During the earlier half of the seventeenth century there are two or more allusions to Afranio and his invention. In a book published in Venice in 1621 and quoted by Vaidrighi in Musurgiana II, 2, there is the description of a banquet given by Alphonso, Duke of Ferrara, at Mantua in 1532. During the various courses music was provided such as "violini e voci," "musica d'una lira," "trombe e cornetti," and between the fifth and sixth courses the Rev Mess. Afranio played a solo on "il suo fagoto."
Neither Cerone in El Melopeo (1613) nor Praetorius in his Organographia (1619) and Sciagraphia (1620) shows any knowledge of the instrument. Mersenne, however, in his two great works, Harmonicorum Libri XII (Paris, 1636) and Harmonie Universelle (1636--7), not only mentions the Phagotum as une espece de Fagot," but in the latter treatise devotes a note of thirty lines to its description. His conception of the instrument, made at this comparatively early date, will be noticed in the final section of our paper. After these interesting allusions silence again seems to reign until the middle of the last century, when Fétis in his Biographie Universelle des Musiciens (1860) drew attention once more to it. In 1878 Wasielewski (Instrurnentalmwsik im XVI Jahrhundert) described it and incompletely reproduced the illustrations given by Ambrogio ; Weckerlin, in his Catalogue Bibliographique du Conservatoire National (Paris, i88~) also alludes to it. In the present century brief articles have appeared on the subject in Grove's Dictionary of Music, Forsyth's Orchestration, and short notices elsewhere.
THE STORY OF IT'S INVENTION.
We are fortunate in having reliable details given us by Ambrogio on this point about twenty-five years after the completion of the Phagotum. He evidently admired his uncle's skill and patience, and to him the difficulties and disappointments, through which Afranio passed to a final success, must have been well known. We cannot do better therefore than give the account left by him in a straightforward translation from the original Latin of the lntroductio (pages 33 verso to 36 versa), as it appears in a well-preserved copy in my possession. Here and there such brief comments, as may be necessary for a clearer understanding of the text, will be added in brackets. He writes as follows :-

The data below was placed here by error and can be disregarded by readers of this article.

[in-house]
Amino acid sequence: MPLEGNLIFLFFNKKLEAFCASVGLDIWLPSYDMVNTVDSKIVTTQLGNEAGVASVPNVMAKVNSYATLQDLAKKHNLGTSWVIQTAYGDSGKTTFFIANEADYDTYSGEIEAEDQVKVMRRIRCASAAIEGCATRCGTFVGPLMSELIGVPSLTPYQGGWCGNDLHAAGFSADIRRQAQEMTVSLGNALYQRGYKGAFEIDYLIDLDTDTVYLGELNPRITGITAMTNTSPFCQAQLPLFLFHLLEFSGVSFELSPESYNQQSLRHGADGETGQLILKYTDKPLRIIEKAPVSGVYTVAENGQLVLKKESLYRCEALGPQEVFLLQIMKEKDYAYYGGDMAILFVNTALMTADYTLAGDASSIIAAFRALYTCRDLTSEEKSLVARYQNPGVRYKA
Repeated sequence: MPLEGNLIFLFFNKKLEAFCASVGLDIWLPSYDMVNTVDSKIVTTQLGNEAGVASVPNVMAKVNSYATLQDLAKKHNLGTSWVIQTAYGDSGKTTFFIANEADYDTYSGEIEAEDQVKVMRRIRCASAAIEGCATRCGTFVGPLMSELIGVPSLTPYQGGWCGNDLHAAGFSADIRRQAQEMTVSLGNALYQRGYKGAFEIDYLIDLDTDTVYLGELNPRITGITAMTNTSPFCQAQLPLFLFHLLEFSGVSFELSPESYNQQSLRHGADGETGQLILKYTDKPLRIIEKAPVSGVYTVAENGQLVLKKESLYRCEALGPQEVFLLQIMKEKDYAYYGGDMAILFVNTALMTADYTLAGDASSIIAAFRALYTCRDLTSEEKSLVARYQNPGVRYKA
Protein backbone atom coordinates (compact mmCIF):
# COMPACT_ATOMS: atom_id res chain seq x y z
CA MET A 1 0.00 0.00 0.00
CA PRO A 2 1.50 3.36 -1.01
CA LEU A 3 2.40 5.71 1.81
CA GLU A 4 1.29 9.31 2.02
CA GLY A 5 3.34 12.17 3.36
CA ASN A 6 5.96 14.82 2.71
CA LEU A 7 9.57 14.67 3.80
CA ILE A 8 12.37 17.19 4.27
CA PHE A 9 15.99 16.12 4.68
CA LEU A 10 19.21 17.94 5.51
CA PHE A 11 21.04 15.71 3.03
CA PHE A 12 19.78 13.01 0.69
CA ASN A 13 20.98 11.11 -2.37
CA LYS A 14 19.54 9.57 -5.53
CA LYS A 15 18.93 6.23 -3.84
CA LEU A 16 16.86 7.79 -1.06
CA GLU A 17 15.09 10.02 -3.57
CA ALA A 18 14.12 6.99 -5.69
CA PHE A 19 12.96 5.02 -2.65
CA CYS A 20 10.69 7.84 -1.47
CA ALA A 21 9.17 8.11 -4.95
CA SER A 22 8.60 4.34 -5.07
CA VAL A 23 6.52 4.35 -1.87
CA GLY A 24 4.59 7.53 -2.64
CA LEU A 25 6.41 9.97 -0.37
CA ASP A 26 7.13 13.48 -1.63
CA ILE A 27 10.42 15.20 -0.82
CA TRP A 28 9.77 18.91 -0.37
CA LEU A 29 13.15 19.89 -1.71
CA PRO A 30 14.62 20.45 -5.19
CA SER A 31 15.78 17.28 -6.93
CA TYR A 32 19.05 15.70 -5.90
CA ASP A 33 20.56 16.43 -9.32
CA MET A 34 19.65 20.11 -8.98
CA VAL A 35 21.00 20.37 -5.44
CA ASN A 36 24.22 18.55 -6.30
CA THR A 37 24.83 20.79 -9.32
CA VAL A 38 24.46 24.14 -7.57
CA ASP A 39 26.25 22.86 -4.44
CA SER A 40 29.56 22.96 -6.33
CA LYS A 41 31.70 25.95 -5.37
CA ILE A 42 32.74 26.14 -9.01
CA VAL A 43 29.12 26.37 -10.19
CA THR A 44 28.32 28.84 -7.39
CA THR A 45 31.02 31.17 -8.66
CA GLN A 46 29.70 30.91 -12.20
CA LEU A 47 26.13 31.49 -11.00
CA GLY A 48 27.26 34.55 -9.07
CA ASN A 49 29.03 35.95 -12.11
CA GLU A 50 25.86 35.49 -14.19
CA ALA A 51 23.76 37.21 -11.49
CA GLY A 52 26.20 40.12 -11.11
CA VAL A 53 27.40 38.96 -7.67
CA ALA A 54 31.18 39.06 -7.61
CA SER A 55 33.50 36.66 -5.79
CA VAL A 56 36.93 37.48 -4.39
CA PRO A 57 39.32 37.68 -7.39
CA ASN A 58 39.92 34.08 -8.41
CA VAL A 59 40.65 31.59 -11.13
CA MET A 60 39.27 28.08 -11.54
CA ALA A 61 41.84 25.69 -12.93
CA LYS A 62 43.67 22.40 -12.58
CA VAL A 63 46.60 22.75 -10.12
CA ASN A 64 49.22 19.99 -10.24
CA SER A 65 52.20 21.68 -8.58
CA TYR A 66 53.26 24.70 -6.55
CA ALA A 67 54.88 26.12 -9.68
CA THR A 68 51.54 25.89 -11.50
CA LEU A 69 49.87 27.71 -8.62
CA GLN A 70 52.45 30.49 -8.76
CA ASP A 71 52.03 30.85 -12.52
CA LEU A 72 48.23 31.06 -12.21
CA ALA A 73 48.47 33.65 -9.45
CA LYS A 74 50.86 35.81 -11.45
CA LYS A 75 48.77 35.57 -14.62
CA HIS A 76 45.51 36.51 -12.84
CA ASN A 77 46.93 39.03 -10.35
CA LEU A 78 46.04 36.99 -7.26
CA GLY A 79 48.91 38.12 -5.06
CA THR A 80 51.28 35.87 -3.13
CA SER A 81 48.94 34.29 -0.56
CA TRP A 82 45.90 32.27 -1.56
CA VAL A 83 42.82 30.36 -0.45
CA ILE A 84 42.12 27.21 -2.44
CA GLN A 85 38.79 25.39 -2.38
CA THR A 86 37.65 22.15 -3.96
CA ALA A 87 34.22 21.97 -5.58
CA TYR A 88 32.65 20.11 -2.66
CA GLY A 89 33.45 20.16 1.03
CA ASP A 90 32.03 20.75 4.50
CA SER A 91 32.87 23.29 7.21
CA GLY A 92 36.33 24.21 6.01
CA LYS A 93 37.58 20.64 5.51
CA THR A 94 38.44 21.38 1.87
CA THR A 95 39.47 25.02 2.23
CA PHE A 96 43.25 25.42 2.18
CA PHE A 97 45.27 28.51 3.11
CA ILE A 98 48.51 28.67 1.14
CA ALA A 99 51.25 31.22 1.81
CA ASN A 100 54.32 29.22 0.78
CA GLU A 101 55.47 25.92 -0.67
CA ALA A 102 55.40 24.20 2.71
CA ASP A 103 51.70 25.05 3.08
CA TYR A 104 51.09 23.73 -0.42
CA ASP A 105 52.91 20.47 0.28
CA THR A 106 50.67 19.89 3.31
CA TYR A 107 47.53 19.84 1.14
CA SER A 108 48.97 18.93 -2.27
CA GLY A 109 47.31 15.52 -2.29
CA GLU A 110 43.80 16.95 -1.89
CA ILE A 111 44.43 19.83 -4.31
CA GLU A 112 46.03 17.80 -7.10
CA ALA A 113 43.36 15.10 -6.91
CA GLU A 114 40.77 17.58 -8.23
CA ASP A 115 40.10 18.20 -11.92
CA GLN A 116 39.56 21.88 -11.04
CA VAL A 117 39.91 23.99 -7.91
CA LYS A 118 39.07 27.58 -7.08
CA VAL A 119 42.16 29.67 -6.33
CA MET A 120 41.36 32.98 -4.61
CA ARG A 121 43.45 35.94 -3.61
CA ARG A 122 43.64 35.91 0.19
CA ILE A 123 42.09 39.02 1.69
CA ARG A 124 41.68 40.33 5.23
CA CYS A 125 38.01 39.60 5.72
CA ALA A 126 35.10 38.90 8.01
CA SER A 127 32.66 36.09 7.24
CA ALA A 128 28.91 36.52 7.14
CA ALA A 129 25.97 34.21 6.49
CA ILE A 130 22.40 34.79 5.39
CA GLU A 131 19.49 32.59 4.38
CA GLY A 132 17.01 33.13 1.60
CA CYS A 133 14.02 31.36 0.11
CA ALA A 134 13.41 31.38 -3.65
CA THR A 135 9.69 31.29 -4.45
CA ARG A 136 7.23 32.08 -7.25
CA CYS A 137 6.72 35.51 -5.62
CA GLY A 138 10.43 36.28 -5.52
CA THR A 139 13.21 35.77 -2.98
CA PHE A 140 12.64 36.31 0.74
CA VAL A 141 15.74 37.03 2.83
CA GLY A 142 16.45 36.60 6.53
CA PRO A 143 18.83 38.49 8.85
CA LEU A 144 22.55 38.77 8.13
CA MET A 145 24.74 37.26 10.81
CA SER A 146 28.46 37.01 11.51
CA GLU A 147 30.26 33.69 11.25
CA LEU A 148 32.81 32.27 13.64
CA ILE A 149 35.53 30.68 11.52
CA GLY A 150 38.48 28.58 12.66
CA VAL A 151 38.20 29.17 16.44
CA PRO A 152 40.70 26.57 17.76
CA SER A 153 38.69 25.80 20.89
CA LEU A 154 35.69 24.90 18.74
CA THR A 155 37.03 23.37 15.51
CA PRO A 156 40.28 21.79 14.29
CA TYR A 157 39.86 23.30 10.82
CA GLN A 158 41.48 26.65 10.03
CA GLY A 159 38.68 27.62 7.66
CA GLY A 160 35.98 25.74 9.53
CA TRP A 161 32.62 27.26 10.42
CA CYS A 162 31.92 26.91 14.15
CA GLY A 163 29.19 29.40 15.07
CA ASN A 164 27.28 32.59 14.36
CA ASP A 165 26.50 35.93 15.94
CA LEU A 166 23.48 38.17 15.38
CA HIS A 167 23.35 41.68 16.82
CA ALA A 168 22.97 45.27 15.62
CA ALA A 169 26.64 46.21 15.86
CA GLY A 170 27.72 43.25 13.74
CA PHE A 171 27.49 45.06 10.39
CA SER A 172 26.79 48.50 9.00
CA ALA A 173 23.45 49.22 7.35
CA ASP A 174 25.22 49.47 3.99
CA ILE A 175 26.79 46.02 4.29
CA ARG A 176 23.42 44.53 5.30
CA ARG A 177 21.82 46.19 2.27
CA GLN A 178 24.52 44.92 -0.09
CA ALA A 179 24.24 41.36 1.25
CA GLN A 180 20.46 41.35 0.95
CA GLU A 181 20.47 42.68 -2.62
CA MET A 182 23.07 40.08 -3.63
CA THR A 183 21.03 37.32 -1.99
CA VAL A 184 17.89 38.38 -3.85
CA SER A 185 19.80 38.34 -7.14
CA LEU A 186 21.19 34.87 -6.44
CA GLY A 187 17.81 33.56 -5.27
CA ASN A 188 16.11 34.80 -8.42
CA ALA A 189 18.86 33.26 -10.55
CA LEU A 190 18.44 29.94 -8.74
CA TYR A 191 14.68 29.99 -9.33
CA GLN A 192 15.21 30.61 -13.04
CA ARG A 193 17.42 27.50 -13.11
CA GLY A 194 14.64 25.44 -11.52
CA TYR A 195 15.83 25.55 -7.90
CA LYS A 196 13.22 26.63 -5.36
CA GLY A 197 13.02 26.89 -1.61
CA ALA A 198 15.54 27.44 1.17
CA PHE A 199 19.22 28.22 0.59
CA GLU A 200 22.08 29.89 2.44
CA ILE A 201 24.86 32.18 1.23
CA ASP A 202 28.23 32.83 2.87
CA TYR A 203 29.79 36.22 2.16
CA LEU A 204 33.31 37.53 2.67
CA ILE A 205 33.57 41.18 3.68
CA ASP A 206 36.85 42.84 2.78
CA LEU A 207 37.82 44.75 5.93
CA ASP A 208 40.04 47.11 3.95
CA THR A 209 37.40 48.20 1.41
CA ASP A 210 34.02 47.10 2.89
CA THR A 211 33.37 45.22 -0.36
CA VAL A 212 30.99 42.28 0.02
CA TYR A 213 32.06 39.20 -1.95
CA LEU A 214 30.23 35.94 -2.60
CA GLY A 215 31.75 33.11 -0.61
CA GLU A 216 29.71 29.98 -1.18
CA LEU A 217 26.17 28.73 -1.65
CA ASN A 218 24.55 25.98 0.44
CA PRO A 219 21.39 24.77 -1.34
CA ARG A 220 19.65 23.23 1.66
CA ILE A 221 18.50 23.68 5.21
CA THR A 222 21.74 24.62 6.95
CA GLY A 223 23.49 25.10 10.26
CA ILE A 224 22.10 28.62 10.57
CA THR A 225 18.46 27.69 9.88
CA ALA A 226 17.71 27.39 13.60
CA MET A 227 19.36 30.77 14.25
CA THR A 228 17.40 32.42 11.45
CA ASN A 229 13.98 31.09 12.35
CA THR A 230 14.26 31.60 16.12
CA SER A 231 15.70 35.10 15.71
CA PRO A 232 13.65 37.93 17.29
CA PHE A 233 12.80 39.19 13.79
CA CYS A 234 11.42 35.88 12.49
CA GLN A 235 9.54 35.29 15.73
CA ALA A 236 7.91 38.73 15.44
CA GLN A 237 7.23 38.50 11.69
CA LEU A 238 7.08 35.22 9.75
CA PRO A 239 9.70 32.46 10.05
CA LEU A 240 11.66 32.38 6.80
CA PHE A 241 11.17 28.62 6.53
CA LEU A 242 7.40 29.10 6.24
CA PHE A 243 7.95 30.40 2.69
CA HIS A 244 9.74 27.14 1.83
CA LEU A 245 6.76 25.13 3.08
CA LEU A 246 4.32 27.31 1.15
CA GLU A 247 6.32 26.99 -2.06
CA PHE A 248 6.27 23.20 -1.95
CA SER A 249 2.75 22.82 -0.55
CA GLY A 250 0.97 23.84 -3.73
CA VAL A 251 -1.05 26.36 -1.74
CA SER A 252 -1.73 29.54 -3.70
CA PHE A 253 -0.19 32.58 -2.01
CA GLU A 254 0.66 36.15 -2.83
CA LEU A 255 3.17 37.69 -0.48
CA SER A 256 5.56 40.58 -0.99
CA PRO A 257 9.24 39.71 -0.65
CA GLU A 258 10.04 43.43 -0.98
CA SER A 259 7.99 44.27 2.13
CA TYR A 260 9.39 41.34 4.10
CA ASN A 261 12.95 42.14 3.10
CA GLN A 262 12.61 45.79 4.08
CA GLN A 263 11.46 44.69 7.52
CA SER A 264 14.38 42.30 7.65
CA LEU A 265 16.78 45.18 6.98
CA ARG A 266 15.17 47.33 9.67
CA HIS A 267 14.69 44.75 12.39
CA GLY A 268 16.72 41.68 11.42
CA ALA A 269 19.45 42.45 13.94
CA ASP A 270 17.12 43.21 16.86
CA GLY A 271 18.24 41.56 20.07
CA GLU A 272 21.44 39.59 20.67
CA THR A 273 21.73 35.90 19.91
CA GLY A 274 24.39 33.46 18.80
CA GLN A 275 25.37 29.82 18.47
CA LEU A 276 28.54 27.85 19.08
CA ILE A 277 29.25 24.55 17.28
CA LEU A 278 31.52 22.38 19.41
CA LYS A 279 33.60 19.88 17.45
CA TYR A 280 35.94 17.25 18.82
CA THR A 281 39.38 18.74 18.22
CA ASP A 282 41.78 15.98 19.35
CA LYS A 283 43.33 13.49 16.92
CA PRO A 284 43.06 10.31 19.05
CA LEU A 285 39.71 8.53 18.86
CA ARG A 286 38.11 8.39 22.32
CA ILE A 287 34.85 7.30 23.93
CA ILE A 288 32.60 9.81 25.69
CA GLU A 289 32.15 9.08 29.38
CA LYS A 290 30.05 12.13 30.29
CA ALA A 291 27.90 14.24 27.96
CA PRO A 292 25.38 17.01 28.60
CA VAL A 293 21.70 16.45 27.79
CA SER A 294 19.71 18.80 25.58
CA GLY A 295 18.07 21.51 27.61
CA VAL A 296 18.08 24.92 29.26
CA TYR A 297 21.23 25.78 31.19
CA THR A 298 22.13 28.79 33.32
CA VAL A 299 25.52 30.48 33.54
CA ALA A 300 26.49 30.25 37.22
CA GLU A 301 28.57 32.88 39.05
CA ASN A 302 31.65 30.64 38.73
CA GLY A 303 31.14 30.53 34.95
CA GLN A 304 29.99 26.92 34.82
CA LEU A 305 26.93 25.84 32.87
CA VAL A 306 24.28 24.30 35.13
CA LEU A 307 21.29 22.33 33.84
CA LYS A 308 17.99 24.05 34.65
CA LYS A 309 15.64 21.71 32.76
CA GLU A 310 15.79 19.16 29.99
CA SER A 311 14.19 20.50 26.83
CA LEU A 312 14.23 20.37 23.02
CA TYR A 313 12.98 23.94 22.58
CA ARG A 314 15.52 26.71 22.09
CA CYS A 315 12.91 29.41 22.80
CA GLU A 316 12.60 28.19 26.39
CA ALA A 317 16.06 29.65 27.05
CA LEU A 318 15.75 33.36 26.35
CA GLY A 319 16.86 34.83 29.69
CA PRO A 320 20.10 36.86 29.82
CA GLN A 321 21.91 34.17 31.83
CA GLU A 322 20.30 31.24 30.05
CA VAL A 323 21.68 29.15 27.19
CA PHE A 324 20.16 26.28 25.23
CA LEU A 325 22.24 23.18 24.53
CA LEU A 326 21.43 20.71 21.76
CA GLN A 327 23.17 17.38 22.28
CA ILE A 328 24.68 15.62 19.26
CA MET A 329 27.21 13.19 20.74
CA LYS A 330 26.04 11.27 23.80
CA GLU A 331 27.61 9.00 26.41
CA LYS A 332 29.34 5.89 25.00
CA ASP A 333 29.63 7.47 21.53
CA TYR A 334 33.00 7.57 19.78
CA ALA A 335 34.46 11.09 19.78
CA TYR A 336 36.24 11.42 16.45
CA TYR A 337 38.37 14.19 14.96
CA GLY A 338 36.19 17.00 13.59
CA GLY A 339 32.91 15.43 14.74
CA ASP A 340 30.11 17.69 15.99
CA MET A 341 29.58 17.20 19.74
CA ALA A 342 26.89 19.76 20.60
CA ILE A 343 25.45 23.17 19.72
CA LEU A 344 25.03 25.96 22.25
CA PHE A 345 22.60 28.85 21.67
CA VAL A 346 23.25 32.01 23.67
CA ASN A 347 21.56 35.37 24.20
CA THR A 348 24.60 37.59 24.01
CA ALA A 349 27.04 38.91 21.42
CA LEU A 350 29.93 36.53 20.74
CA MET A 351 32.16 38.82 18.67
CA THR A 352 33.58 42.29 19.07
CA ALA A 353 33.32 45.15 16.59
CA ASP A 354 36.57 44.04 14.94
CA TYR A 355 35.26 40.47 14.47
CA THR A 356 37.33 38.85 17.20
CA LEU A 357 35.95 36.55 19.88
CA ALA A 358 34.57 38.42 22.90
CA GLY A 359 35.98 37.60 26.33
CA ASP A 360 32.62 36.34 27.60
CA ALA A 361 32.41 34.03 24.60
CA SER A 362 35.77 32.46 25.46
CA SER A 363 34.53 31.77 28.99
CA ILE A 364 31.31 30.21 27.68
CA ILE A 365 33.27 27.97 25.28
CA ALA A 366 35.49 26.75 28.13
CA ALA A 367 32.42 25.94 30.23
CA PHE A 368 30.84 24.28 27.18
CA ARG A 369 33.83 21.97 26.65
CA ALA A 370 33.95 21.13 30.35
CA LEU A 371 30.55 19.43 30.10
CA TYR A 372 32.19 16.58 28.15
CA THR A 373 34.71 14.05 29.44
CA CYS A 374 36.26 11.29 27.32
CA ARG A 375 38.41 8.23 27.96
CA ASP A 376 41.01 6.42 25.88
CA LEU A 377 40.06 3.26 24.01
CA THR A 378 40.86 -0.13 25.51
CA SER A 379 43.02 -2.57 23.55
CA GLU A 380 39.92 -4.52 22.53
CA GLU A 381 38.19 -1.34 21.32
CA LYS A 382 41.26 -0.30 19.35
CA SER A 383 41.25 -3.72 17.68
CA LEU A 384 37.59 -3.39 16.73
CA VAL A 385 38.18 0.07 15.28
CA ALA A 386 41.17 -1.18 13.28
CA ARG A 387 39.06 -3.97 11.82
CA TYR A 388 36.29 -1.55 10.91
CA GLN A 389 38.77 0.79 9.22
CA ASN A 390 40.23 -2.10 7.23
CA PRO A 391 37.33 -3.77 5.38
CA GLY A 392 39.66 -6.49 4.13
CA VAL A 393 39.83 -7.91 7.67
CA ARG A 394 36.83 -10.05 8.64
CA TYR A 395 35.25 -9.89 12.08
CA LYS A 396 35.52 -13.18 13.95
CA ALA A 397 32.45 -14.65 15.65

With so much skill indeed by my uncle Afranio, who was either the inventor or at any rate the finisher of the said instrument and a master of its completed form, was its perfection secured--not with the aid of a single worker in wood only, but by very many brass and silversmiths--that, at the look at it, it raises in the minds of the beholders a wonderful expectation of its powers, which are not belied by actual fact. (cf. Plate I)."
"You see here two similar pillars of hollowed boxwood, barely a mean cubit in length c. 21 or 22 inches - (Oxford English Dictionary gives cubit as between 18" and 20"), raised on bases or supports for the lower part of the pillar, adorned with little capitals or mouldings also of wood hollowed out by the lathe, into which the upper part, that is, the round and unused head of the pillars, enters and wherewith it is covered; moreover the said pillars are inset, by truly wonderful skill, with many and various openings at the back, on the front, and at the sides."
Of the very openings themselves the designer has so fashioned the square part (i.e., the surface on which the square keys close) that you indeed can behold nothing more elegant. In fact, he has so made the square part that even Archimedes of Syracuse, with all his geometrical skill, could not have turned his circle into a square of equal sides more truly nor so assured its correctness. The round holes are exposed and open with this intent, that, for intervals of double and triple ratios, fifths, fourths and ninths, they can either by a brass lever-arm (lingua), joined to an engraved circlet of the same metal, or with a light touch by the player's fingers be as quickly closed, as they can with no difficulty be opened. And those holes which appear sometimes to be open, are very often shut; while on the other hand those, which are thought to be stopped, are found to be open."